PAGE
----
Smailholm is a small village in the Scottish Borders. It is situated on the B6397, a few miles from Melrose, St Boswells, Earlston and Kelso. The village has about 40 households, with just over 100 names on the electoral roll. Despite its modest size and sleepy ambience, the village has many activities, mainly centred around Smailholm Village Hall. There are regular classes in pilates, art, and singing, a women's book group, film evenings, and other special events, at all of which people from others areas of the Borders and visitors staying locally are very welcome. The hall is available to hire for weddings, parties, concerts, plays, meetings, exhibitions, and other group activities.
Smailholm has a particularly attractive parish church (Church of Scotland), believed to be Norman in origin though little of the original remains. Records show that in 1171 Smailholm was a dependent of Earlston Church, and from 1408 until the Reformation (1560), it was in the possession of Dryburgh Abbey. From 1632 onwards the church was extensively rebuilt, with further alterations in 1820. The church bell, still used today, was made by Michael Burgenbuys and is inscribed "Smellum 1647." The church has a number of interesting features, including a boarded vaulted roof, and a Laird's Loft, accessible by means of an external stair at the north west end that continues inside the building. There are stained glass windows in the east end of the chancel, depicting St. Cuthbert.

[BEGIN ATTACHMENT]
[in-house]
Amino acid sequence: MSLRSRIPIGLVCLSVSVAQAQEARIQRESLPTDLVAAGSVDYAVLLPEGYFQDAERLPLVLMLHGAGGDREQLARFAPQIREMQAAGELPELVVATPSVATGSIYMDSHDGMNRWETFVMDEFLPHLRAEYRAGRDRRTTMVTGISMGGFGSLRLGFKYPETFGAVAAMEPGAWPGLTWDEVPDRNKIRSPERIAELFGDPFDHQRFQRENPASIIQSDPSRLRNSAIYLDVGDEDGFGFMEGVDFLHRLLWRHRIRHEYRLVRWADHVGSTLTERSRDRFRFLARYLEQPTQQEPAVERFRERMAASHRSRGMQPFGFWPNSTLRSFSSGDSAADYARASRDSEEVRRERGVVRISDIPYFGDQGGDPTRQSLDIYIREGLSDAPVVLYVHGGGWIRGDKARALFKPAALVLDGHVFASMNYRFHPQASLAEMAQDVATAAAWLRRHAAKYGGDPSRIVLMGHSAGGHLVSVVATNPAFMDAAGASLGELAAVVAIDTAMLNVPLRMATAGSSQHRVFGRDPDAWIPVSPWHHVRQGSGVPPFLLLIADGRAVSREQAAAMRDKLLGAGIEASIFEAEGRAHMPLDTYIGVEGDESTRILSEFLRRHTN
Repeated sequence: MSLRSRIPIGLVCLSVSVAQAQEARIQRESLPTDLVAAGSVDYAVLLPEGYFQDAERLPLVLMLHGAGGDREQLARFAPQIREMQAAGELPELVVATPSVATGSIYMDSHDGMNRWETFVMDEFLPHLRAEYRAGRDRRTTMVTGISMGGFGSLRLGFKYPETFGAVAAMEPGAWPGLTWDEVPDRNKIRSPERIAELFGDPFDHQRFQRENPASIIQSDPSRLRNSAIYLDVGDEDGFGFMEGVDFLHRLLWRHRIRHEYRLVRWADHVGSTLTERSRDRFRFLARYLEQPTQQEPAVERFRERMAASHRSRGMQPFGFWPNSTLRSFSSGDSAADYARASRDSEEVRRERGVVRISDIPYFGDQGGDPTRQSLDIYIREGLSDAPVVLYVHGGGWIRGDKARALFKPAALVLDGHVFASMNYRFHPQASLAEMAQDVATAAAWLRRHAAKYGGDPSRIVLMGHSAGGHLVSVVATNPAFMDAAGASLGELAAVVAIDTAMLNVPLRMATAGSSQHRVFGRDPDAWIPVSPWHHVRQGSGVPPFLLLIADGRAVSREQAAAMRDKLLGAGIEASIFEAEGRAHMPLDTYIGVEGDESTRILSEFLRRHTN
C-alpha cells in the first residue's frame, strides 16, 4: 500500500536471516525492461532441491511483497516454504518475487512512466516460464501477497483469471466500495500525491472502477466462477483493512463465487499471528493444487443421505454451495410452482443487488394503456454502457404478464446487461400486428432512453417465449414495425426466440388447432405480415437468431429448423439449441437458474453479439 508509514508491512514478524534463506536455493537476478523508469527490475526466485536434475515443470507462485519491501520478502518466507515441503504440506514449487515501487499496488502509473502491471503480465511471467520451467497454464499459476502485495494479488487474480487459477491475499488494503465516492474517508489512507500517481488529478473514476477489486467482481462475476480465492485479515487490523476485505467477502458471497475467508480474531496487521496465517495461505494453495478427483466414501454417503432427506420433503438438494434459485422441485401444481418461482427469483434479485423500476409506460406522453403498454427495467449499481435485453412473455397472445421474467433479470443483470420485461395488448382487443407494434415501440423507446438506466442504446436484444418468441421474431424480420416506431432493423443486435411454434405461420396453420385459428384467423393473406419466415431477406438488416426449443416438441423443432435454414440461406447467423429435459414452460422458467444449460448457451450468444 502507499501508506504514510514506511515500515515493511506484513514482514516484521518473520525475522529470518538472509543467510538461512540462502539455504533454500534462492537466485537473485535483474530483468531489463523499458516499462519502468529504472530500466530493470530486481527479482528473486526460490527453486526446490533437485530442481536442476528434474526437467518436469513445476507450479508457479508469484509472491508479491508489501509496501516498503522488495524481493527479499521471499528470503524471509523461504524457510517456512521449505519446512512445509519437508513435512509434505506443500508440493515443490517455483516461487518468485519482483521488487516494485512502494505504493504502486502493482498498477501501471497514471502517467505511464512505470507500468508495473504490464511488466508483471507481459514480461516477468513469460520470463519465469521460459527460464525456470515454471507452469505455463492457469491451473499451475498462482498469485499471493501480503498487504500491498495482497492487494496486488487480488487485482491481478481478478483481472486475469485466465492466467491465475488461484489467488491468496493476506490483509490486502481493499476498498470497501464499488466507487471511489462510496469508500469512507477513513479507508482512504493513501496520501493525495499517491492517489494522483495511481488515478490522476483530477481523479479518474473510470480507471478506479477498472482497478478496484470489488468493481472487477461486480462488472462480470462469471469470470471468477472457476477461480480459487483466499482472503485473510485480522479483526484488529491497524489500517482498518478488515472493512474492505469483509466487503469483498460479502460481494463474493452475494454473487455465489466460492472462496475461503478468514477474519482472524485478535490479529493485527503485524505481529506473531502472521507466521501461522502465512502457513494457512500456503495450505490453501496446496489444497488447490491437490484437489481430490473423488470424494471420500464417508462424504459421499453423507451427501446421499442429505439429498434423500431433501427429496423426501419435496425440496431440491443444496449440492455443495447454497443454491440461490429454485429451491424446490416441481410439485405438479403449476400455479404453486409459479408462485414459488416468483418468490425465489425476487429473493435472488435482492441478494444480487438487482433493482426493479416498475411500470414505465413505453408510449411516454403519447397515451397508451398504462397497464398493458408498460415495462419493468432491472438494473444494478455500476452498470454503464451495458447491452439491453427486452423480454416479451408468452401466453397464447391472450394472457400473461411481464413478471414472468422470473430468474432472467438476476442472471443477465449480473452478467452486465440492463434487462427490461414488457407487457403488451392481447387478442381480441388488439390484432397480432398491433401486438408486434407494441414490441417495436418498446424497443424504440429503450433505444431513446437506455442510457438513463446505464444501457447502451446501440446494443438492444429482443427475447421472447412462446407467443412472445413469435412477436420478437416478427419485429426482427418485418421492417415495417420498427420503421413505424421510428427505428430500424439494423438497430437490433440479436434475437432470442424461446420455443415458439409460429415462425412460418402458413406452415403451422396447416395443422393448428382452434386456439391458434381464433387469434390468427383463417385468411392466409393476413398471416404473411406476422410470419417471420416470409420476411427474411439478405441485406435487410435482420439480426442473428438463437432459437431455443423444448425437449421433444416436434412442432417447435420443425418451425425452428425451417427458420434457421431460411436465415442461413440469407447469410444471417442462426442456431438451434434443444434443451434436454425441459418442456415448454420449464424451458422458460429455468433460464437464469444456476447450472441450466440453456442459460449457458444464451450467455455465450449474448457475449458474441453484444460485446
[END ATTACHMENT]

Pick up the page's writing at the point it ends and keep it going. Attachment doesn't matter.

Services are usually held on the 1st and 3rd Sundays of each month, at 10.00 am.
Information is available here on Smailholm Church and other churches in the Kelso Country Churches group.
or telephone 01573 460254